As most people know by now, Snowden is an American computer mastermind, a former CIA employee and former contractor for the U.S. government. In 2013, he leaked classified information from the National Security Agency (NSA) without authorization, essentially making him a fugitive. He never returned to U.S. soil and is currently living in temporary asylum in Moscow, Russia.
Snowden exposed that individual personal freedom and privacy while using the internet — whether someone is searching, sending email, sitting in a chat room, whatever — is virtually non-existent. Average citizens were (and possibly still are) being monitored by security organizations without any justification. In Stone’s movie, the viewer follows Snowden (Joseph Gordon-Levitt) as he makes his way up the governmental ladder.
At first, he’s on Cloud 9 since he’s always dreamed of having “access to everything,” but he slowly learns that with that access comes a terrible price: invasion of privacy. The very programs he creates are used against the public, allowing the government to access anybody’s social-media accounts for any reason.
It’s interesting to see the personal side of Snowden’s ascension (descent?), the evolution of his relationship with longtime girlfriend, Lindsay Mills (Shailene Woodley) and his struggle with epilepsy. The public is used to hearing solely about what Snowden did, but not about what caused him to do these things. Understanding his motivations is key to seeing the situation properly, and the movie underscores the necessity of having those difficult conversations about privacy, personal rights and freedoms and the internet’s impact on our lives.
There have been a lot of “internet” movies recently. Is this like those?
Stone is normally a very paranoid director, bringing all potential facets of a conspiracy theory into his movies (as he did in 1991’s JFK), but he shows remarkable restraint here, instead choosing to focus on the emotional side of things. The Fifth Estate, the 2013 film about Wikileaks’ Julian Assange, is similar in subject matter, but it delved too deeply into the hacking and internet-isms, which frequently left the audience alienated. The incessant focus on tech and computer screens wasn’t exactly scintillating, either. Thankfully, Snowden is more personalized and definitely easier to follow.
Will I have difficulty understanding what’s going on?
Possibly, but most likely not. At first, things are convoluted, but don’t worry, Stone and his production team make sure that even someone with zero knowledge of Snowden is able to understand what’s happening.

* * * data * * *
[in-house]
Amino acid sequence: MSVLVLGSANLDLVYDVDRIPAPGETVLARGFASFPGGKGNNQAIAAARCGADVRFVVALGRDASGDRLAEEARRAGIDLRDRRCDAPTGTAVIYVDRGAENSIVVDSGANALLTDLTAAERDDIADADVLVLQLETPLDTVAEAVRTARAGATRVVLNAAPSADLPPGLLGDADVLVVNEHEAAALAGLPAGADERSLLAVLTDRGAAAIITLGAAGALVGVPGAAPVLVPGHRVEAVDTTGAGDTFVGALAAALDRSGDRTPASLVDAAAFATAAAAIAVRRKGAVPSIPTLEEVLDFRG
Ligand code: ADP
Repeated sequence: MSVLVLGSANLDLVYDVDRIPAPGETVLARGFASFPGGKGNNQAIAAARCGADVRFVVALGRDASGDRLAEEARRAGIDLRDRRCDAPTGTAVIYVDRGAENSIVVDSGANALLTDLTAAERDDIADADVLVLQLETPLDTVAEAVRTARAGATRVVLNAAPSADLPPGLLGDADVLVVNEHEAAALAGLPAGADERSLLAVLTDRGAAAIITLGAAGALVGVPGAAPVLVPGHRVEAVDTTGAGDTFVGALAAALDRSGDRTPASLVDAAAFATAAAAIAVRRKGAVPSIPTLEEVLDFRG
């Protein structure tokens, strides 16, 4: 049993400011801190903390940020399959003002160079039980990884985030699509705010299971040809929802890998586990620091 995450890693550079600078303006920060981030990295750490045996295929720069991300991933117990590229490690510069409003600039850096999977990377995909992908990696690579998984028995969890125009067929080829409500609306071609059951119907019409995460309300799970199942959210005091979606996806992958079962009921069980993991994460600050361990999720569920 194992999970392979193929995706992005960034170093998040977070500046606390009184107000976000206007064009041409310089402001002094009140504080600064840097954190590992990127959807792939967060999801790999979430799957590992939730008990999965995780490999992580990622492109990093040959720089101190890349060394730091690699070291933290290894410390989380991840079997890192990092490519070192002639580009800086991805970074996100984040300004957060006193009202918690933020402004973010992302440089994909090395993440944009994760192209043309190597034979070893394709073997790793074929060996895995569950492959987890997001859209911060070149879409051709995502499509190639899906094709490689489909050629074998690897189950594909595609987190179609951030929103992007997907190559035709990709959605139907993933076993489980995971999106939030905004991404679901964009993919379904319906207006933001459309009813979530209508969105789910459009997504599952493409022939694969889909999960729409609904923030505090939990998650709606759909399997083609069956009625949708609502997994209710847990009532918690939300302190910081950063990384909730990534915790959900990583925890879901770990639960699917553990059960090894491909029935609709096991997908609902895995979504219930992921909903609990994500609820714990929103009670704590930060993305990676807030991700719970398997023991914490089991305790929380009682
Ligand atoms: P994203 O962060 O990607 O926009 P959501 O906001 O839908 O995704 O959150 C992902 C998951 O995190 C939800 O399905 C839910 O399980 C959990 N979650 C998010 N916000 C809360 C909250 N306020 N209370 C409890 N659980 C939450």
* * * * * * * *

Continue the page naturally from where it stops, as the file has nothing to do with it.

Is it boring?
Toward the end the film lags, and it might be boring for those who know the nuances of Snowden’s life and career. On the whole, throughout the bulk of the film, there’s enough to keep you entertained. It’s actually a feat on Stone’s part to keep things engaging, especially when everything going on is happening on the internet. He also doesn’t rely on ridiculous movie explainers, like having computer directives named “Top Secret Files,” “Click Here to Delete” and “Classified Project Dossiers” (yes, this happened in a 2016 movie, which shall remain nameless).
Is Gordon-Levitt a convincing Snowden?
Yes, Gordon-Levitt is undoubtedly the best part of the movie. From his voice to his look to his demeanour, he nails the role. He told this reporter that he had a recording of Snowden’s voice on his phone, and listened to it constantly. Without Gordon-Levitt in the role, it’s hard to tell what this movie would have been.
Will I be paranoid afterwards?
Maybe. Knowing the government could be potentially watching you even when your computer or game console is off, is just plain terrifying. There may or may not be a piece of tape over my computer camera now. And before you argue “This is just the U.S.!,” nope. This is the United States, this is the United Kingdom, this is Canada. The wild west of the internet is still untamed, and we’re all wandering that desert together.
So what’s the bottom line?
While it may not be beneficial to be paranoid, it’s a good idea to get informed, and this movie certainly motivates the audience to really take a look at their internet privacy. It also makes you reconsider Snowden if you ever thought of him as a traitor or snake; he put his country’s (and perhaps this world’s) citizens before his own life, exposing violating and illegal practices being conducted by the government. As a biopic, Snowden is not revolutionary, but it is necessary.